Too crushed, too expensive: how a Bondi brand broke the linen mould
Anyone who has owned a pair of linen pants will attest to the following: they are cool in summer and super-comfortable but can be a pain to launder and are often expensive.
Sean Venturi understood this conundrum when he and his former business partner started Venroy in Bondi in 2011.
Venroy designer Sean Venturi: ‘One of the major issues I had with wholesale was if it’s $100 in store, they are buying it for $40.’Credit:James Brickwood
While the pair launched with boardshorts – "there were no shorts on the market we wanted to buy" – the label now comprises about 90 per cent linen separates.
"We didn't have huge business ambitions, we were wholesaling the shorts at cost and it was just [a matter of] getting them out there," said Venturi, who studied business at UTS, while his ex-partner was a graphic designer.
On a trip to the US, Venturi realised the brand's future lay in securing the west coast market. He intended to stay six months, and wound up there four years.
"We knew there was a year-round summer globally; that hit home when we were over there. We realised it could become a business we could survive off," he said.
The coffee cups designed by Venroy for the Vittoria Fashion Series for Fashion Week.Credit:James Brickwood
Early success with stockists including Fred Segal, Barney's and Nordstrom led to 200 stockists worldwide. But the pair were discontent that they weren't able to directly reach their customers. So they did the only (crazy) thing that made sense: they shut their wholesale operation.
"I came into this industry with zero [fashion] experience. One of the major issues I had with wholesale was if it's $100 in store, they are buying it for $40. The true cost of something is what it can be supplied sustainably at," he said.
By going direct to consumer and opening their own stores, costs could come down, with Venroy's signature linen pants selling at a relatively affordable price of less than $200.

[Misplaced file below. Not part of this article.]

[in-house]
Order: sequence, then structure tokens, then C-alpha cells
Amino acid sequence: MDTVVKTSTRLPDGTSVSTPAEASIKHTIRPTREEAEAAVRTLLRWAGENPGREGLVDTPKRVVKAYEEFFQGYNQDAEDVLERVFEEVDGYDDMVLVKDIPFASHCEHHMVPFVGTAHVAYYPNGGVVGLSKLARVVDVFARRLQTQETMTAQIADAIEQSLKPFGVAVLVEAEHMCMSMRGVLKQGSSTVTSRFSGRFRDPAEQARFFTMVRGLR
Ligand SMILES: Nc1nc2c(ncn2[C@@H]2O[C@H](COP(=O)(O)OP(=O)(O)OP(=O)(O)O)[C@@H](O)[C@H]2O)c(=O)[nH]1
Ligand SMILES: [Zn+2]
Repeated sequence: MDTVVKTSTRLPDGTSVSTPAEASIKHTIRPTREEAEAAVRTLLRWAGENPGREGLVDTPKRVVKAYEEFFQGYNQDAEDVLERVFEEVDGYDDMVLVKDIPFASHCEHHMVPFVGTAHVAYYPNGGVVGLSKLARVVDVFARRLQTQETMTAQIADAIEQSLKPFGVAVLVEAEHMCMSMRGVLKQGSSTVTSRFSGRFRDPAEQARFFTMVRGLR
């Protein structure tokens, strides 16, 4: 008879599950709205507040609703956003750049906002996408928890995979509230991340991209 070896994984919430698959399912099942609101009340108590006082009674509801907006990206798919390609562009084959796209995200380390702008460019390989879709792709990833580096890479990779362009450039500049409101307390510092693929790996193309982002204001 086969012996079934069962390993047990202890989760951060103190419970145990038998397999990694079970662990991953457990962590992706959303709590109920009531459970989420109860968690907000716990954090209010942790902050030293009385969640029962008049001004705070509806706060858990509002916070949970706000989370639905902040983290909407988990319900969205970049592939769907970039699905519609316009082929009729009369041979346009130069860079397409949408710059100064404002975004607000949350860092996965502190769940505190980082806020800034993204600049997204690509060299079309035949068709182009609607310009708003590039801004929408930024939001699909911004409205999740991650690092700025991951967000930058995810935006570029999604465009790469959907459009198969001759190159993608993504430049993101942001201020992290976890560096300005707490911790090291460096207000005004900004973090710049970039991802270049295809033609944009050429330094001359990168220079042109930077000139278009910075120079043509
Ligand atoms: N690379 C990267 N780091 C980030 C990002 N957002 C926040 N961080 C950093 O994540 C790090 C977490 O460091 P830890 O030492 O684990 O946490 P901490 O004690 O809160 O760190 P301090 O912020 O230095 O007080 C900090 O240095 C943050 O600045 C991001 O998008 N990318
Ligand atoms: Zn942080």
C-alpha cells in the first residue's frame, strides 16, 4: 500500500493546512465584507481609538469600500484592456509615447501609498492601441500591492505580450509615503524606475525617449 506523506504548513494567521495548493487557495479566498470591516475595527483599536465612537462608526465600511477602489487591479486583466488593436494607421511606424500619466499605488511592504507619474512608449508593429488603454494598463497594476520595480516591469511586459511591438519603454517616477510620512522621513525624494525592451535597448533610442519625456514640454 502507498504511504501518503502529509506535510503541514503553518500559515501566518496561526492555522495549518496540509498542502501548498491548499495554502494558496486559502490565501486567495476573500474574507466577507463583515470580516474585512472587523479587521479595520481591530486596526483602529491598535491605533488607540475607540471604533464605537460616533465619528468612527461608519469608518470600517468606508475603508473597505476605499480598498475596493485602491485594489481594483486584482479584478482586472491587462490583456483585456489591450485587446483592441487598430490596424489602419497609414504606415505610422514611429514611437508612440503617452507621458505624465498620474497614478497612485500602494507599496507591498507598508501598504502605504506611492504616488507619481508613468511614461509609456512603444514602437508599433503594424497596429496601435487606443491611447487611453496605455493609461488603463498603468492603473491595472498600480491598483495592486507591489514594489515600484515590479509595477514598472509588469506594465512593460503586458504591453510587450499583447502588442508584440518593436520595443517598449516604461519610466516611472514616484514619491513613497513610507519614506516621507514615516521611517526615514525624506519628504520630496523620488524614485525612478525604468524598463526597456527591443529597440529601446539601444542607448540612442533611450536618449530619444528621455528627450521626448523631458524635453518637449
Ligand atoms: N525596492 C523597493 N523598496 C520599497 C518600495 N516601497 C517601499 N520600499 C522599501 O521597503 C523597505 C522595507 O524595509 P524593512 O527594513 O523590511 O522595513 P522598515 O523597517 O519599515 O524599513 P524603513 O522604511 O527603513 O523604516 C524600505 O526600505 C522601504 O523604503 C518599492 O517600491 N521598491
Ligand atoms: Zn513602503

The brand, which launched womenswear last year and plans to open a store in Melbourne by the end of this year, also works hard to bust the myth that linen is only good if it's pressed to perfection.
"Some people want to press their linen but we're really relaxed about that," Venturi said. "There are wrinkles through it, but having a relaxed look helps you relax. People get home after work and chuck on trackies and an old jumper because that's what they are comfortable in."
In keeping with the brand's focus on the coastal lifestyle, Venturi is considering a foray into homewares and other categories.
To test the waters, the team created two cups for Vittoria coffee, as part of its Mercedes-Benz Fashion Week Australia Fashion Series, which features designs by labels including Dion Lee, Macgraw and We Are Kindred.
But Venturi is conscious of not broadening the scope of the brand too much that it strays far from its original purpose: to dress people for their leisure time in luxurious pieces made from natural fibres.
"A lot of brands get lost because they are trying to be too many things in people's lives," he said. "What's nice for us is we are really super-focused."
Cups from the Vittoria Fashion Series will be available in cafes across Australia serving Vittoria coffee during Mercedes-Benz Fashion Week Australia, May 12-18.
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